The plaintiff was thirteen years old at the time of his injury. The defendant has assigned error in the portion of the charge which described to the jury the standard of care required of a boy of that age. The court instructed the jury, in substance, in the customary language as to the standard of care required of a young boy. It also said, however: "In judging the conduct of the boy involved in this case, however, you may properly consider that a young child is more easily excited and frightened than is a grown person, and, being so excited and frightened, more easily loses control of himself and is less apt to avail himself of opportunities to avoid danger." To this portion of the charge the defendant duly excepted.
The claims of proof of the parties furnish no basis for a claim that the plaintiff became excited or frightened, or that his actions were in any way influenced by such emotions. The contest revolved around the plaintiff's right to be near the grader at all and his conduct once he got there. The instruction on this phase of the case should have been confined not only to the issues but to the matters which might be material to the determination of the issues on the facts which might reasonably have been found from the evidence. Kulinski v. Savin, 125 Conn. 512, 513, 7 A.2d 436.
On the subject of the plaintiff's injuries, the court charged: "Now, a claim is made of deafness as being proximately caused by this accident. There is evidence before you to substantiate this claim which is uncontradicted and you will consider this claim of physical impairment." The defendant's attack on this part of the charge is without merit. The plaintiff claimed to have proved that he sustained a permanent and total deafness of the left ear. The defendant's only claim of proof on the subject was that the plaintiff had difficulty with his ear before the accident. On the eve of the second trial, the plaintiff amended his complaint to claim permanent and total deafness on the left side as a result of the defendant's negligence. The defendant did not join issue on this allegation, and, since he did not deny it, it is to be taken as admitted. Greenthal v. Lincoln, Seyms Co., 67 Conn. 372, 377, 35 A. 266; Titcomb v. Richter, 89 Conn. 226, 229, 93 A. 526; H. Williamson, Ltd. v. Perry, 111 Conn. 317, 324, 150 A. 17.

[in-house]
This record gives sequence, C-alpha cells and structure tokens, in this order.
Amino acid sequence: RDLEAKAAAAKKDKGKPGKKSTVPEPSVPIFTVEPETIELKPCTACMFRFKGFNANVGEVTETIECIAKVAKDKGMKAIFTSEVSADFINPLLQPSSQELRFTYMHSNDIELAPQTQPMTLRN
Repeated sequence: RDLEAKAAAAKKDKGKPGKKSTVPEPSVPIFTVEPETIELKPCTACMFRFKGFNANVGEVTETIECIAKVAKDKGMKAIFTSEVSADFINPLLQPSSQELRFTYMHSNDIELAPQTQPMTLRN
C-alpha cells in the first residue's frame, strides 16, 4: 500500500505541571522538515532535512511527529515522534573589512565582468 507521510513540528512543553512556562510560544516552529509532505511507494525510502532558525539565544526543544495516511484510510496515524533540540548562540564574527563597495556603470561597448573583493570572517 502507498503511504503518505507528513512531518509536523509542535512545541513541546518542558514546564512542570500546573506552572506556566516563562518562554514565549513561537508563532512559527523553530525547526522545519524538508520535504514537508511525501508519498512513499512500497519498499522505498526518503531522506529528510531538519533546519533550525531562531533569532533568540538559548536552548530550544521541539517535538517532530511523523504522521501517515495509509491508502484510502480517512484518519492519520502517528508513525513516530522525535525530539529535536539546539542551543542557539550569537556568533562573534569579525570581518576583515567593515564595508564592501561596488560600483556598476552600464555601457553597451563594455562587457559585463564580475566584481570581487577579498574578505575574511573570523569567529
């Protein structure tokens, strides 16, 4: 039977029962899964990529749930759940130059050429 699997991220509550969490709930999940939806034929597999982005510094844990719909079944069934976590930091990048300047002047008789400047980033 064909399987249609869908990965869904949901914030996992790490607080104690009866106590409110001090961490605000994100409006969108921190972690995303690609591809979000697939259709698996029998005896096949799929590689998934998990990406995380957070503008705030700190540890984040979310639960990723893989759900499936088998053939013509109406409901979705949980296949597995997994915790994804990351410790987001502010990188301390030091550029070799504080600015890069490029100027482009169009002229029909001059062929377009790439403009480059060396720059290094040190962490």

It is unnecessary to discuss the other claims of error.